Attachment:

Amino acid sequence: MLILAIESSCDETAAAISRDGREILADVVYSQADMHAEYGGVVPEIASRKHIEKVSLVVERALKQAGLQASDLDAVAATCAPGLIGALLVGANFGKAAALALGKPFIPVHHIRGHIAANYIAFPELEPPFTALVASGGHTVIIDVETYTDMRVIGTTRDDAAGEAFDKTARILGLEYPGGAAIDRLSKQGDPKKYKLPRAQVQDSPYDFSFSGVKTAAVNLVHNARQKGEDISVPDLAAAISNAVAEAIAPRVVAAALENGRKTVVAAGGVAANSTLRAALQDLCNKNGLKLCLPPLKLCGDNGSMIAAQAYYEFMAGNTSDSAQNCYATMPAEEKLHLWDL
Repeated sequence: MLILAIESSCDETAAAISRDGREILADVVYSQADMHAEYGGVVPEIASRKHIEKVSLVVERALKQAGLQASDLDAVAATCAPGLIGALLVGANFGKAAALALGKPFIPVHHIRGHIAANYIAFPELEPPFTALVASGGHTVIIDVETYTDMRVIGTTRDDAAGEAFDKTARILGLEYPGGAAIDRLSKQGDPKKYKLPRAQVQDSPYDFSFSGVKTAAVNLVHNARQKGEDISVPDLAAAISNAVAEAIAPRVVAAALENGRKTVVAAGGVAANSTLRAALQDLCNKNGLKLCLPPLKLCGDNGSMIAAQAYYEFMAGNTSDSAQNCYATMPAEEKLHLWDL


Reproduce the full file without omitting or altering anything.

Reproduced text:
Amino acid sequence: MLILAIESSCDETAAAISRDGREILADVVYSQADMHAEYGGVVPEIASRKHIEKVSLVVERALKQAGLQASDLDAVAATCAPGLIGALLVGANFGKAAALALGKPFIPVHHIRGHIAANYIAFPELEPPFTALVASGGHTVIIDVETYTDMRVIGTTRDDAAGEAFDKTARILGLEYPGGAAIDRLSKQGDPKKYKLPRAQVQDSPYDFSFSGVKTAAVNLVHNARQKGEDISVPDLAAAISNAVAEAIAPRVVAAALENGRKTVVAAGGVAANSTLRAALQDLCNKNGLKLCLPPLKLCGDNGSMIAAQAYYEFMAGNTSDSAQNCYATMPAEEKLHLWDL
Repeated sequence: MLILAIESSCDETAAAISRDGREILADVVYSQADMHAEYGGVVPEIASRKHIEKVSLVVERALKQAGLQASDLDAVAATCAPGLIGALLVGANFGKAAALALGKPFIPVHHIRGHIAANYIAFPELEPPFTALVASGGHTVIIDVETYTDMRVIGTTRDDAAGEAFDKTARILGLEYPGGAAIDRLSKQGDPKKYKLPRAQVQDSPYDFSFSGVKTAAVNLVHNARQKGEDISVPDLAAAISNAVAEAIAPRVVAAALENGRKTVVAAGGVAANSTLRAALQDLCNKNGLKLCLPPLKLCGDNGSMIAAQAYYEFMAGNTSDSAQNCYATMPAEEKLHLWDL